Time Complexity

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Time complexity

Remember that a problem is really a collection of instances.
The Time Complexity of an algorithm is a measure of how long it will take. The problem is that two instances of (more or less) the same size can take wildly differing times to solve. For example, 1000000000 is completely trivial to factor, but 1000000013 is quite hard.

So what do we mean when we talk about "the time to solve"?

For a given instance of a problem, we have a concept of its "size," usually expressed as the number of bits required to choose this instance from among all possible instances.

As the size of the instance grows, the algorithm can (quite reasonably) be expected to take longer, and the time complexity tells you what this function looks like.

Specifically, we talk about an upper bound. We find a function F such that for a given number of bits b, the time T(b) taken by the algorithm for any instance I of size less than or equal to b is less than or equal to F(b).
In brief, we want to know how long things will take. We ask for a function, F, such that if you give me an instance of size at most b, the algorithm will be finished in time at most F(b).

F tells us the maximum time we need to wait for a solution.

Described like that, we can see that the time complexity is specific to a particular algorithm, and not necessarily to the problem it solves. However, we can say that the time complexity of a particular problem is "bounded above" by a function because we know of an algorithm that achieves that bound. For example, we know that the time complexity of multiplying two numbers (of size n and m respectively) is bounded above by amn, where a is some constant, because we know that the traditional tried and tested long multiplication algorithm takes (at most) that many steps.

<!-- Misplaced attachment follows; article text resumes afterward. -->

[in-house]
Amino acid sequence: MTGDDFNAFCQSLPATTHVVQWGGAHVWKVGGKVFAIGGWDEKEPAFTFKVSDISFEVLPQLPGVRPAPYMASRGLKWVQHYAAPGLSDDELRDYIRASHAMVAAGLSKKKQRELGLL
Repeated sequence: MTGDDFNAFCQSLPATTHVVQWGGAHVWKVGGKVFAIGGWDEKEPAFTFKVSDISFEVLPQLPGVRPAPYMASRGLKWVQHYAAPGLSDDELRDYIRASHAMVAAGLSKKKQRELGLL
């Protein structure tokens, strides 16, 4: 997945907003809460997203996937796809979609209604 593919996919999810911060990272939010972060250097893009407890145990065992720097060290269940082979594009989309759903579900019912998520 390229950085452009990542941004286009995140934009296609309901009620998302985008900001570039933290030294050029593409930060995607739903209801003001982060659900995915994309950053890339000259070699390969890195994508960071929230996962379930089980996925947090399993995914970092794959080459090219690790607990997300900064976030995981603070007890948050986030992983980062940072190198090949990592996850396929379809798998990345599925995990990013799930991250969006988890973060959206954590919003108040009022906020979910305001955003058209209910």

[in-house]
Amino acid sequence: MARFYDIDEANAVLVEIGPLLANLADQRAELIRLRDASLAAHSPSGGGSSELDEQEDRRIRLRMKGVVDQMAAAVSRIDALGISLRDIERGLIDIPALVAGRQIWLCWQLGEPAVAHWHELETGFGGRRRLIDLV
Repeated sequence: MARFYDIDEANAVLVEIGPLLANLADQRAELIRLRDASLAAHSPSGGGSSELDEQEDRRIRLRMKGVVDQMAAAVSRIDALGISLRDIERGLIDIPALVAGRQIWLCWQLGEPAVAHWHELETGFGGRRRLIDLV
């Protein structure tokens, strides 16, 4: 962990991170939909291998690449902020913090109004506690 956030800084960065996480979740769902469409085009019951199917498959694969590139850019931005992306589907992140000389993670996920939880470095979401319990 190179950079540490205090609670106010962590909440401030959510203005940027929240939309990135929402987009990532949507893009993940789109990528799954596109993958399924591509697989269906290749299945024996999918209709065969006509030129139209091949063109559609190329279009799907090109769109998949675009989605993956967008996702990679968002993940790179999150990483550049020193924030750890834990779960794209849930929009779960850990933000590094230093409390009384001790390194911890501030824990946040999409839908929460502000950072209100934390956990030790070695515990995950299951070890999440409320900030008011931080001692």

See http://en.wikipedia.org/wiki/Toom-Cook_multiplication
In fact there are faster algorithms for multiplication, and in general, for any given algorithm it's hard to know if there's another, even faster one. As such we usually say that the time complexity of a problem is that of the fastest known algorithm, although this terminology is imprecise and occasionally misleading.

Proven lower bounds can be hard to come by.

Of course, sometimes we don't care about the details and we just want a broad indication of how bad things get. That's where we start talking about classes of algorithms, and, by implication, classes of problems.

One such class is called P.

Prev: What Is A Problem? / Next: What is P?
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